New York State Health Commissioner Dr. James McDonald said, “Sexual assault is a serious public health problem that can cause devastating and lifelong health repercussions for survivors, impacting their physical, emotional and psychological welfare. These assaults also affect the family, friends and co-workers of sexual assault victims, and the state Health Department is committed to survivor-centered and culturally sensitive responses to sexual violence, while expanding and improving the public health response in New York state.”

Office of Children and Family Services Acting Commissioner Suzanne Miles-Gustave said, “I am pleased to join the Office for the Prevention of Domestic Violence today in reinforcing New York state’s commitment to ending sexual violence. We must all work together – as individuals, communities and organizations – to increase awareness of the prevalence of sexual assault, especially in the digital space. We also need to collaborate on ways to prevent such assault, including domestic violence, youth dating violence, sexual exploitation and trafficking. OCFS supports a network of resources and services to assist youth who experience sexual assault and their caregivers, to reassure them that assault is never their fault, and help them heal.”

Office of Temporary and Disability Assistance Acting Commissioner Barbara C. Guinn said, “I am pleased to join Gov. Hochul and our colleagues in state government to help raise awareness about sexual assault and honor survivors for their resiliency and strength. We are also grateful to OPDV for once again providing this valuable training to our local social services district partners who are counted on to provide survivor-centered, trauma-informed, and culturally responsive services to survivors of sexual violence.”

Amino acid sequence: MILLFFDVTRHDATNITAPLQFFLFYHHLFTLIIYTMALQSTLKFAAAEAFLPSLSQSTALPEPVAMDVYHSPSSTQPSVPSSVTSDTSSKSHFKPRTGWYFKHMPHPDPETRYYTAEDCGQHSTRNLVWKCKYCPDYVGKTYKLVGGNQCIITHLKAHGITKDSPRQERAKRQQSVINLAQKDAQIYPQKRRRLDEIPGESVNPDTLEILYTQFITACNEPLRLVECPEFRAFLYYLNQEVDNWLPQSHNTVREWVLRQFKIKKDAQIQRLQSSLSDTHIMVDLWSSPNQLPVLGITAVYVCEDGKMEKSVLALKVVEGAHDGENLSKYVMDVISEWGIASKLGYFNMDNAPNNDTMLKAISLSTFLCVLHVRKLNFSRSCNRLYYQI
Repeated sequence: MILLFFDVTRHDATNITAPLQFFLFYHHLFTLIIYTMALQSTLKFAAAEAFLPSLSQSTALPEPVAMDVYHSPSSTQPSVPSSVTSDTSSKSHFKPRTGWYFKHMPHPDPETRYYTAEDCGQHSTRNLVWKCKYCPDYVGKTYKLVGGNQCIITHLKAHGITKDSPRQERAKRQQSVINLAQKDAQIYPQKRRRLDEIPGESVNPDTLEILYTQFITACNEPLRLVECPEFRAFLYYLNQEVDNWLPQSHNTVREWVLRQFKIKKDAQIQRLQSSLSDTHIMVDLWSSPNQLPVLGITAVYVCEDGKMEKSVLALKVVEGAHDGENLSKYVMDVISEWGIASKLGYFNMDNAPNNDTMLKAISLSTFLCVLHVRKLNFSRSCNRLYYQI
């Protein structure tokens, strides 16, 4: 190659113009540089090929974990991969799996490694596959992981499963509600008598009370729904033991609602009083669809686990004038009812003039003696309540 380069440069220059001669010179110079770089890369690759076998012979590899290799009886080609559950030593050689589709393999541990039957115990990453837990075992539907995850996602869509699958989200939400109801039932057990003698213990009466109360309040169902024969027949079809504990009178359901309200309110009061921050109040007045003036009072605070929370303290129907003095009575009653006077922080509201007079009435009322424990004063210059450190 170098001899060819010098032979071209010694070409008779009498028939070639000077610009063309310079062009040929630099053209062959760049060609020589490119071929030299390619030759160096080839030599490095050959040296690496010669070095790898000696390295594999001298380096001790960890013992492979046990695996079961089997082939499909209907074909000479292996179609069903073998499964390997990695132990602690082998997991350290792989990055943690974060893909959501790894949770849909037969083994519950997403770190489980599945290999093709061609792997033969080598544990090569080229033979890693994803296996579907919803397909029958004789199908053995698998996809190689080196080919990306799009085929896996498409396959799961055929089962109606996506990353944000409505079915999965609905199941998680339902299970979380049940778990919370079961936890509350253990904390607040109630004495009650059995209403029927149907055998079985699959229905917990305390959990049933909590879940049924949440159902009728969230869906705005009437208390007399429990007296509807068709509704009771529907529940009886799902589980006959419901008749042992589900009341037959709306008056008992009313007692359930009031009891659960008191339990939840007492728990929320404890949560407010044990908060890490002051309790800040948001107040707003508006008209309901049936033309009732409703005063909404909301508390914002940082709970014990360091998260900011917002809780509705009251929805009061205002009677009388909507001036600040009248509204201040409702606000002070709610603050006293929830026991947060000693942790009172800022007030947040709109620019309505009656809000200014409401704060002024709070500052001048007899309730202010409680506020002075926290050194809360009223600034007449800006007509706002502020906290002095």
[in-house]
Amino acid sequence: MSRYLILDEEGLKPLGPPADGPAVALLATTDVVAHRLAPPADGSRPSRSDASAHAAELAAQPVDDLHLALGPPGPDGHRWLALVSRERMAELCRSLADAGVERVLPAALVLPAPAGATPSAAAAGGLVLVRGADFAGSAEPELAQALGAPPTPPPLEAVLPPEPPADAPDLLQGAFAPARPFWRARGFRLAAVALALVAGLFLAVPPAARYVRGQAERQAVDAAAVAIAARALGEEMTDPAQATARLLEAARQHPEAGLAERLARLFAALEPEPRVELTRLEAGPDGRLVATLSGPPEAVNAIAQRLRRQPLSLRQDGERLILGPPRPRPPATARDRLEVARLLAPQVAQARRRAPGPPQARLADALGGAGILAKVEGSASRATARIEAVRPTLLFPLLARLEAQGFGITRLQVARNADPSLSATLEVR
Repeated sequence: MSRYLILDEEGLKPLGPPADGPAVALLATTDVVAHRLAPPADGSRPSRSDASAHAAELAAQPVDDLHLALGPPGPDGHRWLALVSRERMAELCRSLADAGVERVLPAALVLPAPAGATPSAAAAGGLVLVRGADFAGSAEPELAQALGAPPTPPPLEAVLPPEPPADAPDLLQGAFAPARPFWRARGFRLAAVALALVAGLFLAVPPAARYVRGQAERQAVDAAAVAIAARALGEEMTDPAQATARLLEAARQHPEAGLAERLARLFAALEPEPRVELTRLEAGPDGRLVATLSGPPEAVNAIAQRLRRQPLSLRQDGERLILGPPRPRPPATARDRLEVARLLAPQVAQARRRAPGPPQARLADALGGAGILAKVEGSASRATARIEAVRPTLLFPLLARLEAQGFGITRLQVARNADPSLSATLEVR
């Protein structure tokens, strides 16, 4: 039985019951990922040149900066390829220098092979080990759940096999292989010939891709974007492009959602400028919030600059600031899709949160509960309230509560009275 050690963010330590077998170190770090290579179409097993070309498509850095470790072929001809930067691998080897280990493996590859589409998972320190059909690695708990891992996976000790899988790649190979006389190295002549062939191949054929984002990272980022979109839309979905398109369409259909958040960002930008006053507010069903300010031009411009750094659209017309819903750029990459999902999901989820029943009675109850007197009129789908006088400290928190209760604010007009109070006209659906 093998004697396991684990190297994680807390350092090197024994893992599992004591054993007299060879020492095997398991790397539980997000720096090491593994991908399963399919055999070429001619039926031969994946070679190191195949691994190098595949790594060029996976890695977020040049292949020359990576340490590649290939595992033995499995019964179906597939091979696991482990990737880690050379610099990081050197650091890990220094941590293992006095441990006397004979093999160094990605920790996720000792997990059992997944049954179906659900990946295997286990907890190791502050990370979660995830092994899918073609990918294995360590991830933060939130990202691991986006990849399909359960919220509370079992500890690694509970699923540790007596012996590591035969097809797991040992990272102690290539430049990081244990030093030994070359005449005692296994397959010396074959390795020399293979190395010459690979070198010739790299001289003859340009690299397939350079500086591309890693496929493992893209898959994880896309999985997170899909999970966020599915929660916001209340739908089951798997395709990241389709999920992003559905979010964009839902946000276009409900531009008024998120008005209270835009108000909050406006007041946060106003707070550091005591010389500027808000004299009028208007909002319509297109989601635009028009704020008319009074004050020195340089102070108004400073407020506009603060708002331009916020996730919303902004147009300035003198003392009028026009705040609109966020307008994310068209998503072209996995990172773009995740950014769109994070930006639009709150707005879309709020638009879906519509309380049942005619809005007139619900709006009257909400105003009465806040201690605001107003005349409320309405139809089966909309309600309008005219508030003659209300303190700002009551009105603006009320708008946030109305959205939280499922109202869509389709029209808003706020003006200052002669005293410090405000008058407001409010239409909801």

Office of Victim Services Acting Director and Counsel John Watson said, “We are committed to ensuring that individuals who have been victims of sexual assault can access services and support when they need them.”

Division of Criminal Justice Services Commissioner Rossana Rosado said, “The prevalence of technology has changed every aspect of our lives. I commend OPDV for working to raise awareness about the dangers of online dating and tech-assisted crimes, and empowering New Yorkers with information to make smart decisions and better ensure their personal safety.”

New York State’s Domestic and Sexual Violence Hotline provides free, confidential support 24/7 and is available in most languages: 800-942-6906 (call), 844-997-2121 (text) or @ opdv.ny.gov (chat). Individuals also can visit www.ovs.ny.gov/connect to find a victim assistance program in their community. The Office of Victim Services also funds and supports 239 victim assistance programs across the state that provide essential services, such as crisis counseling, support groups, case management, emergency shelter, civil legal help, and relocation assistance, among other assistance, to victims and survivors of domestic violence, sexual assault and other crimes, and their families.